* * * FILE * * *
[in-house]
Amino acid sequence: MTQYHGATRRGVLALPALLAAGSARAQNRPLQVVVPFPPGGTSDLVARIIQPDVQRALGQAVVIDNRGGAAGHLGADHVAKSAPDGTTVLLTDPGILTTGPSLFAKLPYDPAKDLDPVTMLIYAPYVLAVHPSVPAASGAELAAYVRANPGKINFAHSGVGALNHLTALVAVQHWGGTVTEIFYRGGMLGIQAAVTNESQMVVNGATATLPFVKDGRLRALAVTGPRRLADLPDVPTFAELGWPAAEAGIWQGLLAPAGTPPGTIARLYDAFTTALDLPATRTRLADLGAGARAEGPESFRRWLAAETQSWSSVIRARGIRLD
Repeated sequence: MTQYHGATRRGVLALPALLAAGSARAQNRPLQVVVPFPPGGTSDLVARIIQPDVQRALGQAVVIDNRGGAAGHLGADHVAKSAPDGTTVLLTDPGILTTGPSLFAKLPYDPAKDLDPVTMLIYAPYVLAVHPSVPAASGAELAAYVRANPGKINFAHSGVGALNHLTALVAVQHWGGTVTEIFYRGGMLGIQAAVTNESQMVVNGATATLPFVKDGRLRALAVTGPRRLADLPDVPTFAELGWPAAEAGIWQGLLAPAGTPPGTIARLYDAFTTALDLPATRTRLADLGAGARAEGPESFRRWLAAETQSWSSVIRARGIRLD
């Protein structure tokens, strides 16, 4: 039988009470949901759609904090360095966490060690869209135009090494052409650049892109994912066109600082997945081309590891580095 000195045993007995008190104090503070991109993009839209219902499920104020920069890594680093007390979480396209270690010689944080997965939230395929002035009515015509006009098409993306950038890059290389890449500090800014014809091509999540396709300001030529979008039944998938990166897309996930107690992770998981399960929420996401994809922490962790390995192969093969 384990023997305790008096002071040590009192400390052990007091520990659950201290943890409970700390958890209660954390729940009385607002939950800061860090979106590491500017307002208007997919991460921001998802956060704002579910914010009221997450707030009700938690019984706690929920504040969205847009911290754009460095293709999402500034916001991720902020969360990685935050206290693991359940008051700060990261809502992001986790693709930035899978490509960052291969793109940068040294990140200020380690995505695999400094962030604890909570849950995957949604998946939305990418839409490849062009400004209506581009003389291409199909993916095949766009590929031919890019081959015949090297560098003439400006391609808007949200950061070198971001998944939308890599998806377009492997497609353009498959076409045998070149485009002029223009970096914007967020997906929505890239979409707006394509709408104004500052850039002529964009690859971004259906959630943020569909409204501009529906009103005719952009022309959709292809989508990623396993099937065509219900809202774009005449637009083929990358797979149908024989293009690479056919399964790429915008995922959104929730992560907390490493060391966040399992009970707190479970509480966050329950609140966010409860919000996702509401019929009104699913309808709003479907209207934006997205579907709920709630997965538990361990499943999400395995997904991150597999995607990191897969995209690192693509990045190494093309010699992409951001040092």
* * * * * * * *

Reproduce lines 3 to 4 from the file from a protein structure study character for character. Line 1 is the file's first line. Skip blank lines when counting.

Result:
Repeated sequence: MTQYHGATRRGVLALPALLAAGSARAQNRPLQVVVPFPPGGTSDLVARIIQPDVQRALGQAVVIDNRGGAAGHLGADHVAKSAPDGTTVLLTDPGILTTGPSLFAKLPYDPAKDLDPVTMLIYAPYVLAVHPSVPAASGAELAAYVRANPGKINFAHSGVGALNHLTALVAVQHWGGTVTEIFYRGGMLGIQAAVTNESQMVVNGATATLPFVKDGRLRALAVTGPRRLADLPDVPTFAELGWPAAEAGIWQGLLAPAGTPPGTIARLYDAFTTALDLPATRTRLADLGAGARAEGPESFRRWLAAETQSWSSVIRARGIRLD
């Protein structure tokens, strides 16, 4: 039988009470949901759609904090360095966490060690869209135009090494052409650049892109994912066109600082997945081309590891580095 000195045993007995008190104090503070991109993009839209219902499920104020920069890594680093007390979480396209270690010689944080997965939230395929002035009515015509006009098409993306950038890059290389890449500090800014014809091509999540396709300001030529979008039944998938990166897309996930107690992770998981399960929420996401994809922490962790390995192969093969 384990023997305790008096002071040590009192400390052990007091520990659950201290943890409970700390958890209660954390729940009385607002939950800061860090979106590491500017307002208007997919991460921001998802956060704002579910914010009221997450707030009700938690019984706690929920504040969205847009911290754009460095293709999402500034916001991720902020969360990685935050206290693991359940008051700060990261809502992001986790693709930035899978490509960052291969793109940068040294990140200020380690995505695999400094962030604890909570849950995957949604998946939305990418839409490849062009400004209506581009003389291409199909993916095949766009590929031919890019081959015949090297560098003439400006391609808007949200950061070198971001998944939308890599998806377009492997497609353009498959076409045998070149485009002029223009970096914007967020997906929505890239979409707006394509709408104004500052850039002529964009690859971004259906959630943020569909409204501009529906009103005719952009022309959709292809989508990623396993099937065509219900809202774009005449637009083929990358797979149908024989293009690479056919399964790429915008995922959104929730992560907390490493060391966040399992009970707190479970509480966050329950609140966010409860919000996702509401019929009104699913309808709003479907209207934006997205579907709920709630997965538990361990499943999400395995997904991150597999995607990191897969995209690192693509990045190494093309010699992409951001040092």